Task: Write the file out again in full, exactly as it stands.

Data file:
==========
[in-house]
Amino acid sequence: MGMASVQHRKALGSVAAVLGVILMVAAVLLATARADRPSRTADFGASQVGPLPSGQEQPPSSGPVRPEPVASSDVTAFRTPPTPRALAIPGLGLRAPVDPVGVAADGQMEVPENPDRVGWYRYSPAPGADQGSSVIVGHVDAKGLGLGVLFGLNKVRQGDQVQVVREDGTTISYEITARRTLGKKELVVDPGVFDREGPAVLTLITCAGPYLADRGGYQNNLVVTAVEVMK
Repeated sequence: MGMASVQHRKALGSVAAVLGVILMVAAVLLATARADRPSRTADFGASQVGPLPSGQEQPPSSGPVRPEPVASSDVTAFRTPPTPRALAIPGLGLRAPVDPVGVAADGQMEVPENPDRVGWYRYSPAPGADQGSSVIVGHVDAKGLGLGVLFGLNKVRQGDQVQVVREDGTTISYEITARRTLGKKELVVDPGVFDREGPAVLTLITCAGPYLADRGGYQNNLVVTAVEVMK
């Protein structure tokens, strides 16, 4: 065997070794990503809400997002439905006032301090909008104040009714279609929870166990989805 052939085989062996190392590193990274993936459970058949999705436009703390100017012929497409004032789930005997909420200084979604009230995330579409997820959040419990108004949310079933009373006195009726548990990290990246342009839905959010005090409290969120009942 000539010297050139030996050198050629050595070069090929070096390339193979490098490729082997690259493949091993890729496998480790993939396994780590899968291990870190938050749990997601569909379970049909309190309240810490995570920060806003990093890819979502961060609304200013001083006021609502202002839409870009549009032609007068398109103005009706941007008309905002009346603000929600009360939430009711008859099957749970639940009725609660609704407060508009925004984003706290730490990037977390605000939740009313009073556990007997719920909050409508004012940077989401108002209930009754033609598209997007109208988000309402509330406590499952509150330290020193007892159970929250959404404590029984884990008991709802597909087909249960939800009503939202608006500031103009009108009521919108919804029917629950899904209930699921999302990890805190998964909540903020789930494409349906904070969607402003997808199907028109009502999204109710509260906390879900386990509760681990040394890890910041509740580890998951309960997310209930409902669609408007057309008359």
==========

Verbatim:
[in-house]
Amino acid sequence: MGMASVQHRKALGSVAAVLGVILMVAAVLLATARADRPSRTADFGASQVGPLPSGQEQPPSSGPVRPEPVASSDVTAFRTPPTPRALAIPGLGLRAPVDPVGVAADGQMEVPENPDRVGWYRYSPAPGADQGSSVIVGHVDAKGLGLGVLFGLNKVRQGDQVQVVREDGTTISYEITARRTLGKKELVVDPGVFDREGPAVLTLITCAGPYLADRGGYQNNLVVTAVEVMK
Repeated sequence: MGMASVQHRKALGSVAAVLGVILMVAAVLLATARADRPSRTADFGASQVGPLPSGQEQPPSSGPVRPEPVASSDVTAFRTPPTPRALAIPGLGLRAPVDPVGVAADGQMEVPENPDRVGWYRYSPAPGADQGSSVIVGHVDAKGLGLGVLFGLNKVRQGDQVQVVREDGTTISYEITARRTLGKKELVVDPGVFDREGPAVLTLITCAGPYLADRGGYQNNLVVTAVEVMK
């Protein structure tokens, strides 16, 4: 065997070794990503809400997002439905006032301090909008104040009714279609929870166990989805 052939085989062996190392590193990274993936459970058949999705436009703390100017012929497409004032789930005997909420200084979604009230995330579409997820959040419990108004949310079933009373006195009726548990990290990246342009839905959010005090409290969120009942 000539010297050139030996050198050629050595070069090929070096390339193979490098490729082997690259493949091993890729496998480790993939396994780590899968291990870190938050749990997601569909379970049909309190309240810490995570920060806003990093890819979502961060609304200013001083006021609502202002839409870009549009032609007068398109103005009706941007008309905002009346603000929600009360939430009711008859099957749970639940009725609660609704407060508009925004984003706290730490990037977390605000939740009313009073556990007997719920909050409508004012940077989401108002209930009754033609598209997007109208988000309402509330406590499952509150330290020193007892159970929250959404404590029984884990008991709802597909087909249960939800009503939202608006500031103009009108009521919108919804029917629950899904209930699921999302990890805190998964909540903020789930494409349906904070969607402003997808199907028109009502999204109710509260906390879900386990509760681990040394890890910041509740580890998951309960997310209930409902669609408007057309008359």